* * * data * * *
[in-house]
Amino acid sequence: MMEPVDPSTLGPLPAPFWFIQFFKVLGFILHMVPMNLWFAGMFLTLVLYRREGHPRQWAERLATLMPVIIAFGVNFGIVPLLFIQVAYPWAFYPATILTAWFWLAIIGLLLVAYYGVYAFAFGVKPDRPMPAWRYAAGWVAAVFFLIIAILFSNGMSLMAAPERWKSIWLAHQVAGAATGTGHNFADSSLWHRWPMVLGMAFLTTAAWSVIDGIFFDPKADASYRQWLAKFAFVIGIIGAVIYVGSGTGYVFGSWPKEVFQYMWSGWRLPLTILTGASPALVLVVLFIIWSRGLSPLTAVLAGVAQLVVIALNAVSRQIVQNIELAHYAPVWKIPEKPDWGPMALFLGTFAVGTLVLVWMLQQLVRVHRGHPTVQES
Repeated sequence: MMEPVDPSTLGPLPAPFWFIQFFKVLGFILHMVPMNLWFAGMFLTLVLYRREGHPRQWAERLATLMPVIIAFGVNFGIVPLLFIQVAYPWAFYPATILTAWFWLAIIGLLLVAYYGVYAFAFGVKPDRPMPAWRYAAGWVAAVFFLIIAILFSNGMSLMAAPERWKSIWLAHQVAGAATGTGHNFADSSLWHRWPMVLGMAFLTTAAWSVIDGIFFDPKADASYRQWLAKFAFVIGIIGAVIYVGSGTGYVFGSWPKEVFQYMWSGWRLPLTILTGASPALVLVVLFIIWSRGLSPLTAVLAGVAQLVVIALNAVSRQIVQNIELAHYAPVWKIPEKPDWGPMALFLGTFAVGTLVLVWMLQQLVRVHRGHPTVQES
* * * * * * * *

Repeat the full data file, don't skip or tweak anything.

[in-house]
Amino acid sequence: MMEPVDPSTLGPLPAPFWFIQFFKVLGFILHMVPMNLWFAGMFLTLVLYRREGHPRQWAERLATLMPVIIAFGVNFGIVPLLFIQVAYPWAFYPATILTAWFWLAIIGLLLVAYYGVYAFAFGVKPDRPMPAWRYAAGWVAAVFFLIIAILFSNGMSLMAAPERWKSIWLAHQVAGAATGTGHNFADSSLWHRWPMVLGMAFLTTAAWSVIDGIFFDPKADASYRQWLAKFAFVIGIIGAVIYVGSGTGYVFGSWPKEVFQYMWSGWRLPLTILTGASPALVLVVLFIIWSRGLSPLTAVLAGVAQLVVIALNAVSRQIVQNIELAHYAPVWKIPEKPDWGPMALFLGTFAVGTLVLVWMLQQLVRVHRGHPTVQES
Repeated sequence: MMEPVDPSTLGPLPAPFWFIQFFKVLGFILHMVPMNLWFAGMFLTLVLYRREGHPRQWAERLATLMPVIIAFGVNFGIVPLLFIQVAYPWAFYPATILTAWFWLAIIGLLLVAYYGVYAFAFGVKPDRPMPAWRYAAGWVAAVFFLIIAILFSNGMSLMAAPERWKSIWLAHQVAGAATGTGHNFADSSLWHRWPMVLGMAFLTTAAWSVIDGIFFDPKADASYRQWLAKFAFVIGIIGAVIYVGSGTGYVFGSWPKEVFQYMWSGWRLPLTILTGASPALVLVVLFIIWSRGLSPLTAVLAGVAQLVVIALNAVSRQIVQNIELAHYAPVWKIPEKPDWGPMALFLGTFAVGTLVLVWMLQQLVRVHRGHPTVQES